The Herald Bulletin

Afternoon Update

Breaking News

July 12, 2013

Jury finds website defamed ex-Bengals cheerleader

(Continued)

COVINGTON, Ky. —

"I'm confident we will win any appeal," he said.

Nate Cardozo, a staff attorney with the Electronic Frontier Foundation in San Francisco who is following the case, said "the judge got it dead wrong."

Cardozo said Jones could sue for false statements but that "she can only sue the person who made the statements."

The nonprofit foundation focuses on civil liberties and privacy issues in the digital age.

"I think Richie would have very solid grounds for an appeal," Cardozo added.

A message left for the judge was not immediately returned.

Gingras said Jones did not suffer financial loss or medical problems as a result of the posts and suggested the jury award a nominal amount of $1, if they found in her favor.

Deters said they were not seeking a specific amount. But he told jurors that awarding a large amount of damages could help fight cyberbullying, sending a message to Richie and others that they should be careful about what they post.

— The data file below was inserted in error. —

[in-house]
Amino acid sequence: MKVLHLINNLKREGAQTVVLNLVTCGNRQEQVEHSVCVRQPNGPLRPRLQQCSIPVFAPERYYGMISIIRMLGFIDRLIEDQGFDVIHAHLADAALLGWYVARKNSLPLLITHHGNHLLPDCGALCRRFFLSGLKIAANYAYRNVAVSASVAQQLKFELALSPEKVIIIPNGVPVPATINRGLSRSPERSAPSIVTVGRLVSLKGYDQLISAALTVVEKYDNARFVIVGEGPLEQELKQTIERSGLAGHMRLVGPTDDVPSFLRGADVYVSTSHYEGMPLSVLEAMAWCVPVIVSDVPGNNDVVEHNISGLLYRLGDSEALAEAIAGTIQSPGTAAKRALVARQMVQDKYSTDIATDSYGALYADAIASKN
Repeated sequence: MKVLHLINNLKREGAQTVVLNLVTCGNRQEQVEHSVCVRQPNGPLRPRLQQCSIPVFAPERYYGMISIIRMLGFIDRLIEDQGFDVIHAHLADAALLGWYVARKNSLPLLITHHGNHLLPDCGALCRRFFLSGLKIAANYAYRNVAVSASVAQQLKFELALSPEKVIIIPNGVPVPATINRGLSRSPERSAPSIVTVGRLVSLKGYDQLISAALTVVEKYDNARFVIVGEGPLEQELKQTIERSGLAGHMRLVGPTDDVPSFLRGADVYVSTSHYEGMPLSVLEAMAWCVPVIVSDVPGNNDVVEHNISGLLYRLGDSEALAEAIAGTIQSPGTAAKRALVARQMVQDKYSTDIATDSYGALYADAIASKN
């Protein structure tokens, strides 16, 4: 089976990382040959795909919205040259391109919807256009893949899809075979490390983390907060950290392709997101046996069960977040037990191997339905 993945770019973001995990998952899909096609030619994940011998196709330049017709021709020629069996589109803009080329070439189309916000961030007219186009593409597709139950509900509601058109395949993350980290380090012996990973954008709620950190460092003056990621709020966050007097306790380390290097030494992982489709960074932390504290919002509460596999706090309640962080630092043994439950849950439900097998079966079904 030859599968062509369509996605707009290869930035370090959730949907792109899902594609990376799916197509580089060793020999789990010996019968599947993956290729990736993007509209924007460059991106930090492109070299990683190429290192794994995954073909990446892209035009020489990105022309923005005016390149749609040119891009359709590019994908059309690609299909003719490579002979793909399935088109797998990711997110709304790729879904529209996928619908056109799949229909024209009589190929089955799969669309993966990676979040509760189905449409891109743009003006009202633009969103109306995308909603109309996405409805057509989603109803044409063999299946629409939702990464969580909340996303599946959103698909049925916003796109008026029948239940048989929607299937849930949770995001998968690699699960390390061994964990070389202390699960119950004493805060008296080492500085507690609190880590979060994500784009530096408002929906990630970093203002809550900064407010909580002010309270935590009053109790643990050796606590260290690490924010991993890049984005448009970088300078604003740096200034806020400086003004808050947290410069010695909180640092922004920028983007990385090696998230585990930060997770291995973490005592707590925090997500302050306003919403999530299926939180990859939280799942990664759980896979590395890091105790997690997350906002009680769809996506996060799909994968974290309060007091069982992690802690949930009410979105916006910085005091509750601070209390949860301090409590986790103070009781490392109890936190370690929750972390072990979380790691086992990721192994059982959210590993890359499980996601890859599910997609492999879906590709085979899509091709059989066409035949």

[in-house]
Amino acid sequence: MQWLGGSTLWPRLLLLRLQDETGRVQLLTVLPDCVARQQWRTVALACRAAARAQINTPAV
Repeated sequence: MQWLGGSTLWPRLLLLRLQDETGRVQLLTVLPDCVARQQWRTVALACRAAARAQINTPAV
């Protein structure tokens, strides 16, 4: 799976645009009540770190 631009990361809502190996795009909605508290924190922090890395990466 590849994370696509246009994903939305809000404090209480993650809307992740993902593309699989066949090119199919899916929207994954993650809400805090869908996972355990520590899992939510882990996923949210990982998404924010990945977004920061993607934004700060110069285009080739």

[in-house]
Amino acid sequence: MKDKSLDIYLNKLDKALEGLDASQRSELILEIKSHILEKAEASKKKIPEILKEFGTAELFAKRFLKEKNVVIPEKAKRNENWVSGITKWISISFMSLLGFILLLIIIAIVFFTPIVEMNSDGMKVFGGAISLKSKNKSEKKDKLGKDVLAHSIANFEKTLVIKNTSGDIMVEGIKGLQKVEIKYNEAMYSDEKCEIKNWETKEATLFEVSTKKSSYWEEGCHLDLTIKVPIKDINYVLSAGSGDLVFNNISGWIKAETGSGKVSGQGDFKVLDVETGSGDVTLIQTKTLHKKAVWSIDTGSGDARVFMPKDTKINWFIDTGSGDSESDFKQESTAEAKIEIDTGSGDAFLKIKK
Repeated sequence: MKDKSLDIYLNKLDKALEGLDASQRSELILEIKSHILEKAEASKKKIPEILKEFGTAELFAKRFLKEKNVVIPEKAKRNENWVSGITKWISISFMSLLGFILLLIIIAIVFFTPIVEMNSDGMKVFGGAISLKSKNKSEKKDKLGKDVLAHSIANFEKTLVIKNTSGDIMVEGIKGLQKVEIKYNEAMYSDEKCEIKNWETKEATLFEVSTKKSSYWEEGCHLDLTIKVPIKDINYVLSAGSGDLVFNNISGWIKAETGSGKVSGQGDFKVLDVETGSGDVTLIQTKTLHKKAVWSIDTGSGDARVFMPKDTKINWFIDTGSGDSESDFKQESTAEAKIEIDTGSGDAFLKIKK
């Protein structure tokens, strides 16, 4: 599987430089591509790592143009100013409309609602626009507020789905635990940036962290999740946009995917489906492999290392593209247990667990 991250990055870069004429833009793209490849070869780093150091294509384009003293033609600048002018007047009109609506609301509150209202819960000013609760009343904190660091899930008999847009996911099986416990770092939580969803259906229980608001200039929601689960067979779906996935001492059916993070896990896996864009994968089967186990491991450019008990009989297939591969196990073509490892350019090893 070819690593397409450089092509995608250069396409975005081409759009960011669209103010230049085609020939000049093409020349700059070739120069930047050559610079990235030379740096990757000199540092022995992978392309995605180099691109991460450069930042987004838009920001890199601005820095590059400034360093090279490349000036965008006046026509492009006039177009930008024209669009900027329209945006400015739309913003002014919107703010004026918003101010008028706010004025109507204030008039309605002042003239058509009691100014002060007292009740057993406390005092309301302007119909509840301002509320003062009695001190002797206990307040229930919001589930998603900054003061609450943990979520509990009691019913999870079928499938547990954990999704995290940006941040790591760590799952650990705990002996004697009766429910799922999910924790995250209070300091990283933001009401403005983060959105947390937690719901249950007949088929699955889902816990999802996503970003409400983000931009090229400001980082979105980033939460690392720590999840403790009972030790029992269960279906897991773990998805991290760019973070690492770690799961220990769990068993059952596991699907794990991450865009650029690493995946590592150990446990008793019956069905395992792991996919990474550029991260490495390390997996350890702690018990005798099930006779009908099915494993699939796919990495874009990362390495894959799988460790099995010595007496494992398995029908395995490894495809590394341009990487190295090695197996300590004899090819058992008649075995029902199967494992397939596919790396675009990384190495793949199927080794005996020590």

Jones had said she hoped the jury would award damages large enough to force the website to shut down and help prevent other people from being hurt. But she said she was not disappointed in the amount awarded.

The posts were unrelated to the former high school teacher's guilty plea last year to charges she had sex with an underage former student. Jones was allowed to avoid jail time with her plea, but was forbidden from teaching again and resigned from her teaching position in late 2011. Jones, 28, still has a relationship with the now 18-year-old former student, and they have said they plan to marry.

Deters said the lawsuit was only seeking damages up to Feb. 1, 2011, and urged jurors not to consider Jones' actions after that.

Gingras argued the federal case was about Jones' character and that her 2012 felony conviction was relevant. He also told jurors lies she acknowledged telling about her relationship with the former student called her credibility into question.

Jurors in the retrial deliberated about 10½ hours over two days. A January trial in the lawsuit resulted in a hung jury.

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